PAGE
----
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Document Creation Date: 
November 4, 2016
Document Release Date: 
April 18, 2000
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Publication Date: 
September 26, 1990
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PDF icon CIA-RDP96-00789R001200160009-3.pdf349.6 KB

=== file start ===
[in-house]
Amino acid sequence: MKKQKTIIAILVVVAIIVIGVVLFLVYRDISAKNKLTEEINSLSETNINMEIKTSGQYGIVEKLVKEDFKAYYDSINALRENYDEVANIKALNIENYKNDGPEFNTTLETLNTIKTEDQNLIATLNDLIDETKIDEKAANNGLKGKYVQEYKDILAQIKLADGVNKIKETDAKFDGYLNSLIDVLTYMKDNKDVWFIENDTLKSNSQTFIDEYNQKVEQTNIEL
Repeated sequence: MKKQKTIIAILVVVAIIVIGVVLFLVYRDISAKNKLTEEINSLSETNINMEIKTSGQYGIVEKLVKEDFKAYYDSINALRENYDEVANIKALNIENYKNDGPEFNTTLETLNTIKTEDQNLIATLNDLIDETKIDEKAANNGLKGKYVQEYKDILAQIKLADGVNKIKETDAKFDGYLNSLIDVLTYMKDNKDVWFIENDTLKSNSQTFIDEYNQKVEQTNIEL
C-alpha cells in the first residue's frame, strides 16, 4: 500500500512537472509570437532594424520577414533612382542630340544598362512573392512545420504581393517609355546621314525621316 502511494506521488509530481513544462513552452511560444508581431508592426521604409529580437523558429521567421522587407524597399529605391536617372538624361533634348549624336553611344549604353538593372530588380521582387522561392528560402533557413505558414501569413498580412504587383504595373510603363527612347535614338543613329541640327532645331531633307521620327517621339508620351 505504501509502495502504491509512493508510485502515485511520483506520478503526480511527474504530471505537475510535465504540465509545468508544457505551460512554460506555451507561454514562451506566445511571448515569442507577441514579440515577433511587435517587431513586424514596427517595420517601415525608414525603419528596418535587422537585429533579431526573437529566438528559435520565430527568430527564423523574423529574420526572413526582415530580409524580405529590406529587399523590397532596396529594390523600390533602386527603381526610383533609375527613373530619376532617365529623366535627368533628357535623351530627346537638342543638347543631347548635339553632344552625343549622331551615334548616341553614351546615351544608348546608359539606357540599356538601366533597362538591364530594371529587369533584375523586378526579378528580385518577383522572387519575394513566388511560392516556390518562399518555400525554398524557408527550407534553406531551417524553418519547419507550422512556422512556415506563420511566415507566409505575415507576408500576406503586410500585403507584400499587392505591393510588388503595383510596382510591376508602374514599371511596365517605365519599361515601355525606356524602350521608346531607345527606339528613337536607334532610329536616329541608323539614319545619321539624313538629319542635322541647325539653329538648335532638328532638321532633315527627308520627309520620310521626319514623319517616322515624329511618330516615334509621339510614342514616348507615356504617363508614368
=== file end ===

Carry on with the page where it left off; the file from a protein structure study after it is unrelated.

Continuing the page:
Approved For Release 2000/08/08 : CIA-RDP96-00789ROO1200160009-3 SECRET/NOFORN PROJECT SUN STREAK WARNING NOTICE: INTELLIGENCE SOURCES AND METHODS INVOLVED PROJECT NUMBER: 0146 SESSION NUMBER: 01 DATE OF SESSION: 26 SEPT 90 DATE OF REPORT: 26 SEPT 90 START: 1000 END: 1030 METHODOLOGY: ERV VIEWER IDENTIFIER: 052 1. (S/NF/SK) MISSION: To access and describe the Thorne Miniature Rooms at the Dublin Gallery of Art in Knoxville, Tennessee. 2. (S/NF/SK) VIEWER TASKING: To access and describe the site in the target envelope. 3. (S/NF/SK) COMMENTS: No inclemencies noted. A Summary of Information is attached to this report. 4. (S/NF/SK) EVALUATION: 3 HANDLE VIA SKEET CHANNELS ONLY CLASSIFIED BY: DIA (DT) DECLASSIFY ON: OADR Approved For Release 2000/08/08 : CIA-RDP96-00789ROO1200160009-3 Approved For Release 2000/08/08 : CIA-RDP96-00789R001200160009-3 0/''( Target #: Date: 26 SEP 90 Time: 1035-1050 Viewer: 052 Session: 01. The target is a-s#.r acture._ -'~It, is tall, narrow, yet. wide, and made of brick. It is located far away. There are people inside. One female person has a white face and is lying down, as if she were dead. It is bright in here and there is a lot of glass, some of it is curved, while other is dome shaped. There is something that is linked together, like a chain. People are herd?fie, to expand, and to grow. It makes me think of t museum, -lout. it is creepy. There was something f,'ryk-tt7sn everything went dark, as if someone had turned out the lights. There is a large staircase with steps going up. It has sharp corners and turns. There is a lot of wood here. Going upstairs, I can see three people walking by. They are all lined up in a row, one picks something up and they cort'inue walking. Something is dome shaped and there is something odd about the ceiling:-- It is either real low or very high. Approved For Release 2000/08/08 : CIA-RDP96-00789R001200160009-3 Approved For Release 2000/08/08 : CIA-RDP96-00789R001200160009-3 Approved For Release 2000/08/08 : CIA-RDP96-00789R001200160009-3 Approved For Release 2000/08/08 : CIA-RDP96-00789R001200160009-3 /\- Approved For Release 2000/08/08 : CIA-RDP96-00789R001200160009-3 CPYRGHT i c i 1?c with mahog- Each of the nine Thorne Miniature Rooms at Knoxville's Dulin Gallery of Art portrays a various style of European or American design. A Miniature Look At Grand Design At Knoxville's Dulin Gallery of Art, it's hard to resist the temptation to press your nose right up against the glass of the Thorne Miniature Rooms exhibit. Here, every inch represents a foot. There are railings to lean against as you study the tiny details. There are even step stools for young visitors to stand on. Obviously, the gallery encourages these moments of look- ing, moments that are worth the effort. The mood in this upstairs room of the Dulin brings back memories of childhood dollhouses. But this is art, or more specifi- cally, it is a study of various eras of Ameri- can and European decorative styles. You see a Federal dining room, a Victorian parlor, a New England bedroom, an American summer kitchen, and even a room from 16th-century Spain. The range is broad. And so was the collection of miniature furniture and accessories assem- bled by Mrs. James Ward Thorne, the woman whose hobby led to the creation of these tiny rooms in the early 1930's. Mrs. Thorne always thought in small terms, although the impact of her minia- ture rooms is grand. As a child, she doted on dollhouses. As a young girl, she col- lected 18th-century furniture samples, themselves executed in miniature so trav- eling salesmen could easily display their lines. And as an adult traveler, Mrs. Thorne scoured both sides of the Atlantic for anything of diminutive proportions: an- tique miniatures, scraps of fabric with tiny patterns, everyday remnants of lacy wrought iron, and even colorful box tops that could be made into important details of the period rooms. When reality failed her, imagination took over. You'll see that some curtains are actually delicate linen handkerchiefs. A rug here and there was snipped from a petit point evening bag. A statuesque bust, poised atop a pedestal base, was once the ivory chess queen on a game board. And the candles are just tips of kitchen toothpicks, painted white. It's almost impossible to single out the improvised appointments from the many items skillfully created by master crafts- men. Stunning scaled-down reproductions of Chinese Chippendale and Duncan any furnishings copied from Metropolitan Museum of Art collections. Tiny blue-and- white delft pottery items, a little Toby jug, and ivory-handled cutlery are perfect in their resemblance to real-life counterparts. When Mrs. Thorne first assembled her treasures into their proper groupings, there were 29 scenes in all. In 1962, the Dulin acquired nine rooms from the original set of Thorne Miniatures, be- coming the only gallery in the Southeast to own part of the collection. Other rooms may be seen in Phoenix and Chicago. The miniature rooms are only part of the Dulin's story, though. Down the gallery's winding staircase with its red velvet handrail is an elegant entry foyer, with rooms shooting off in four directions. Here, the works of masters are rotated with the artistic accomplishments of regional painters and craftspeople. The artwork is displayed much as it would have been when the wealthy Dulin family first occupied this Neoclassical house back in 1917. Mrs. Eugenia Bell Dulin commissioned noted architect John Russell Pope to de- sign her dream home on a bluff overlook- ing a slight bend in the Tennessee River. Pope, who also designed the National Gallery of Art in Washington, D.C., never visited Tennessee to see the Du- lins' finished house. But the people of Knoxville have gotten to know and admire the house. Mrs. Dulin proudly entertained there-one diarist of the era reported that the newly completed home was known to all as the "exposition palace." Following her death in 1961, Mrs. Dulin's heirs decided to truly carry out the exposition palace theme, opening the building to East Tennesseans for use as a regional art center. Today, Eugenia Bell Dulin's portrait occupies a prominent spot in the home she loved, greeting visitors and seeming to sense their delight as they wander through its collections of art. To learn more, write the Dulin Gallery of Art, 3100 Kingston Pike, Knoxville, Tennessee 37919; or call (615) 525-6101. A miniature look at an American summer kitchen of the late 1800's shows such details as a good luck horseshoe over the door and a cat by the coal-burning stove. Photographs: Kim McRae 40 Southern Living Approved For Release 2000/08/08 - CIA-RDP.96-00789 R0012001,60009-3